Clinical Research: The To-Do List Goes On and On….
Everyone has a “To-Do” List or lists; Things to do at work, at home, during the week, on the weekends, sometimes even on vacations. To-do lists pile up and add up. Just when you think that your list may be shortening, more to-do’s get added on or new lists are started.
The research environment is not without its own to-do lists. Coordinators have to-do lists pertaining to their subjects, their investigators and their sponsors. To-do lists from sponsors are often referred to as action items. Action items are often tasks that are identified either during monitoring visits or in between monitoring visits that cannot be immediately addressed and resolved. In order to keep monitors, coordinators, principal investigators, study managers and other study staff organized, action item lists may be created and documented in monitoring reports, in a study database, or in some cases they have their own software to track them!
Monitors and site study staff work together to address and follow up on action items. To name a few, action items can be noted for subject care related activities such as:
- Missing or unavailable source documents
- Medical history inconsistencies and prior or current treatments
Action items can also be noted for regulatory items such as:
- Incomplete IRB communication
- Training and delegation of authority logs
- Updated lab certifications
… The list goes on and on…
Most times, when an action item is identified, it is given an anticipated resolution date. Just as the examples of action items can go on and on, so can these resolution dates. Ideally, action items are identified and resolved prior to or during the next monitoring visit. This, of course, is just in time for the next list of action items to begin. However, some action items carry over several monitor visits, despite the best efforts to close them. Action items that go unresolved may increase the risk to the subject(s), and leave the site and the sponsor at risk for being out of compliance of the regulations, protocol, IRB policies or study agreements. Even still, unresolved action items oftentimes do not result in consequences to the site, aside from the monitor continuously nagging to get them done.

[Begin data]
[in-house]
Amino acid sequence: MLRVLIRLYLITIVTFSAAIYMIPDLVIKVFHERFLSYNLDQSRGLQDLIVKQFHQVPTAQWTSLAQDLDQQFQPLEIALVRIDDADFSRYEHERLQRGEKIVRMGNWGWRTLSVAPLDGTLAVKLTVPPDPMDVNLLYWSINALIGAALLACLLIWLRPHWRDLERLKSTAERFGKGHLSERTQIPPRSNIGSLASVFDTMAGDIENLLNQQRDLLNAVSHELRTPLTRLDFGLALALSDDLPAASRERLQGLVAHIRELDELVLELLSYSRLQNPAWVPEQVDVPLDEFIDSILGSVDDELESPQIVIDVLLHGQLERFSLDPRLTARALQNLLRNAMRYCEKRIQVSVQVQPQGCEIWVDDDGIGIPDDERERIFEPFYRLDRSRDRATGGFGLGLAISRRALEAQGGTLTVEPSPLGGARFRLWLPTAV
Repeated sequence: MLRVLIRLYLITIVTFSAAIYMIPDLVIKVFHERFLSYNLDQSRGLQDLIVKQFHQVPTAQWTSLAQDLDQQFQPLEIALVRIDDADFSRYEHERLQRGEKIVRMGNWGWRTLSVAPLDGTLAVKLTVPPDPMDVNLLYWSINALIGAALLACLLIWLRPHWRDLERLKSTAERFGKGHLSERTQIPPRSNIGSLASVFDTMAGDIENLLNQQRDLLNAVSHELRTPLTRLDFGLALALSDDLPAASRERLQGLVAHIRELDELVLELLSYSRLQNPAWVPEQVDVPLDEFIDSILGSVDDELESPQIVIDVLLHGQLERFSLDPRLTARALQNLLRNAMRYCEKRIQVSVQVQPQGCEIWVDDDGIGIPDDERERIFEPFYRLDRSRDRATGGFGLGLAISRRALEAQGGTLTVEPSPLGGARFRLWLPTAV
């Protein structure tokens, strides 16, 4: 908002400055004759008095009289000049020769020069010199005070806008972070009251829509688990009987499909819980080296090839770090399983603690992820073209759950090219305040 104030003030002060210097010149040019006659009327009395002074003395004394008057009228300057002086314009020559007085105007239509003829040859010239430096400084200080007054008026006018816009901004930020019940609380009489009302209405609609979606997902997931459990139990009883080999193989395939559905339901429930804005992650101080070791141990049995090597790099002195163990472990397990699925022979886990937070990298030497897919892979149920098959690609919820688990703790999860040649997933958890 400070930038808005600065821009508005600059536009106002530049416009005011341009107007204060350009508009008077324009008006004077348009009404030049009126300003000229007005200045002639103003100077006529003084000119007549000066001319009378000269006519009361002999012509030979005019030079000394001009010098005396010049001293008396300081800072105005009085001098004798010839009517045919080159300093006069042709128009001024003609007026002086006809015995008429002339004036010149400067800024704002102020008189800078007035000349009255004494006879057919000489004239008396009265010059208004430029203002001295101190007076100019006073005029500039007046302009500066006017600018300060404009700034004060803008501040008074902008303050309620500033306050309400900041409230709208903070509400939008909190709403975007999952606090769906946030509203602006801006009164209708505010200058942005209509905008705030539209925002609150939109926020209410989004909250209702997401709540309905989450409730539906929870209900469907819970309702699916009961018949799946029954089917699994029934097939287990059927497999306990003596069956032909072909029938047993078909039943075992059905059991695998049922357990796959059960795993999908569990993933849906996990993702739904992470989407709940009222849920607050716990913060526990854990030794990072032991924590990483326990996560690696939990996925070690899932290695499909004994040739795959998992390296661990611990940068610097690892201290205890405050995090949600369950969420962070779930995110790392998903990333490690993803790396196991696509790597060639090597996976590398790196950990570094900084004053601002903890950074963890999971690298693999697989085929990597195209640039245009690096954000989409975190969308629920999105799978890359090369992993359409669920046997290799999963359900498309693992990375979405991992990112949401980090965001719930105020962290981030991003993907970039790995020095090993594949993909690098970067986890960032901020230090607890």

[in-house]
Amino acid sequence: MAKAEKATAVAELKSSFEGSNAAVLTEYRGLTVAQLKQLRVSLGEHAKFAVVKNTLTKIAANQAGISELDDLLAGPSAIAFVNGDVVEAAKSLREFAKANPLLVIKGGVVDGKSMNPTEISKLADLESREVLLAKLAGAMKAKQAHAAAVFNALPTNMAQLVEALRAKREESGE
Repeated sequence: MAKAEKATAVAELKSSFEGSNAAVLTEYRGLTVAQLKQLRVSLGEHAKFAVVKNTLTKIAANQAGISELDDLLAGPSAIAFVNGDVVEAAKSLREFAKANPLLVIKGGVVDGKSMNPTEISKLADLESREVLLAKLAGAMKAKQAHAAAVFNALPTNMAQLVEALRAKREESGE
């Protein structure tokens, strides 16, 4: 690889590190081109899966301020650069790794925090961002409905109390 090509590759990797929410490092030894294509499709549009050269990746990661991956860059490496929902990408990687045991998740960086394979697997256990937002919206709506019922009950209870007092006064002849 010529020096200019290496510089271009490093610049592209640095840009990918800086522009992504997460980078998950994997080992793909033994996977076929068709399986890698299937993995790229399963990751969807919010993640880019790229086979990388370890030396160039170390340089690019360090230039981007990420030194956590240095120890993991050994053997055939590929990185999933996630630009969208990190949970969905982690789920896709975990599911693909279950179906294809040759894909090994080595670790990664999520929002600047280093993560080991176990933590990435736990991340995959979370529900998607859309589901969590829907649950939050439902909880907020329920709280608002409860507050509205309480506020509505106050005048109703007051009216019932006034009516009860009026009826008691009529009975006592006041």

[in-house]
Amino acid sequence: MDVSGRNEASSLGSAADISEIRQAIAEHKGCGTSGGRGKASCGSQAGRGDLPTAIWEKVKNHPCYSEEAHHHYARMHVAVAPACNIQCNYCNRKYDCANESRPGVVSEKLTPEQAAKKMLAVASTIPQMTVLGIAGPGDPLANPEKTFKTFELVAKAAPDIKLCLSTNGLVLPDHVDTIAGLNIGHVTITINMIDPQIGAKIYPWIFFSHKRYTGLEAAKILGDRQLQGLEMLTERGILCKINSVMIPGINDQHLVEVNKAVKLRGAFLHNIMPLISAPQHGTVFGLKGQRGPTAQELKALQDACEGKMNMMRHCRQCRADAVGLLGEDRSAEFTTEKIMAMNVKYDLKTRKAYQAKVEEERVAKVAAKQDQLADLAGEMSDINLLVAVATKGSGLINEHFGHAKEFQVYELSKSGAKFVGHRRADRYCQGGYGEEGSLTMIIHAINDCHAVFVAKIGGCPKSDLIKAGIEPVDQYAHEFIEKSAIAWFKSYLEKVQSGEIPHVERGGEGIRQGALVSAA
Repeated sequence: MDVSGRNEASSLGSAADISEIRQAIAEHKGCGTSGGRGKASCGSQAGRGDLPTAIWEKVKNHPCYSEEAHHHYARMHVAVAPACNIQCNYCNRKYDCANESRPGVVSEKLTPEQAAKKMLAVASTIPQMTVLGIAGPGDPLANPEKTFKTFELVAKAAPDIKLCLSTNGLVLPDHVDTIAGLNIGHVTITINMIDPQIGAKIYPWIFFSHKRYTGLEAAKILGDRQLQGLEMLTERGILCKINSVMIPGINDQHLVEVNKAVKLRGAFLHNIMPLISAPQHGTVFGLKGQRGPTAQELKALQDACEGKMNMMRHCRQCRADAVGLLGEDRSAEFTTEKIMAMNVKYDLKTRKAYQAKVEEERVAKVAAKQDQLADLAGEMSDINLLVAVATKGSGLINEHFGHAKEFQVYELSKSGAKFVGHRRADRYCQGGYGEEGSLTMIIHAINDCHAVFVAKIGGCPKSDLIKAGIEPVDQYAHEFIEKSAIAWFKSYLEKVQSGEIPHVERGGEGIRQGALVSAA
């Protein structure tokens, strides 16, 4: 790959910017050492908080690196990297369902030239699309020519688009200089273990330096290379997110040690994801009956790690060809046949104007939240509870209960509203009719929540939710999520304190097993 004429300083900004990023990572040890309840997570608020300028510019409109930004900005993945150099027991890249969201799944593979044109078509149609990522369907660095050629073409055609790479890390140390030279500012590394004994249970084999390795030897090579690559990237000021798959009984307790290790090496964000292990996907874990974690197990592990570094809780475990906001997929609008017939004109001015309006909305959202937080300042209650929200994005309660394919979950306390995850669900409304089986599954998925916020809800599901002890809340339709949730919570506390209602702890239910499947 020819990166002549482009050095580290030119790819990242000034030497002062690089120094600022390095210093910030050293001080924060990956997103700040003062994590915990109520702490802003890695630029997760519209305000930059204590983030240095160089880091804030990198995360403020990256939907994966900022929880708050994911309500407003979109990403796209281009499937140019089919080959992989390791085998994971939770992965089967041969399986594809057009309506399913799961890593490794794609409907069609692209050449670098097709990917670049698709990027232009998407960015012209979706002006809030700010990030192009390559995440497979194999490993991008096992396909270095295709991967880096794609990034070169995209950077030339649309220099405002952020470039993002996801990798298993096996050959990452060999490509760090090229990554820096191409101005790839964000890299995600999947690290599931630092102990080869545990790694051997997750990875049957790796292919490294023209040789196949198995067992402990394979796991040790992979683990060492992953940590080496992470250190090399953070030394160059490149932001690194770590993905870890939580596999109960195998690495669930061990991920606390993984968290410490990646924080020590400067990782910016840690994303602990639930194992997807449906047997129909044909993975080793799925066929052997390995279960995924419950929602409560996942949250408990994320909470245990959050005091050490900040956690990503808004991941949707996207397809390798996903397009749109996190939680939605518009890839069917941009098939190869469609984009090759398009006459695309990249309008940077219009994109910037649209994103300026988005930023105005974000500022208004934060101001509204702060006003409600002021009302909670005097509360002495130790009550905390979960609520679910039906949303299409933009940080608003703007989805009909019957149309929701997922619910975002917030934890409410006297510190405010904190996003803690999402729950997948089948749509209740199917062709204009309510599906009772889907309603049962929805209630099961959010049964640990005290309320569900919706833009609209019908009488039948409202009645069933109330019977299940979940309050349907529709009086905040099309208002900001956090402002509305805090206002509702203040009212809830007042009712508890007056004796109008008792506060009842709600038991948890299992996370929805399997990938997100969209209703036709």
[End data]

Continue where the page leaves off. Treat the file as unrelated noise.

Do you think that sponsors should include consequences to the principal investigator for ongoing unresolved action items? What would be a fair and reasonable consequence? Should the sponsor take the action item’s seriousness or significance into consideration when determining possible consequences? Please share your experiences with us!
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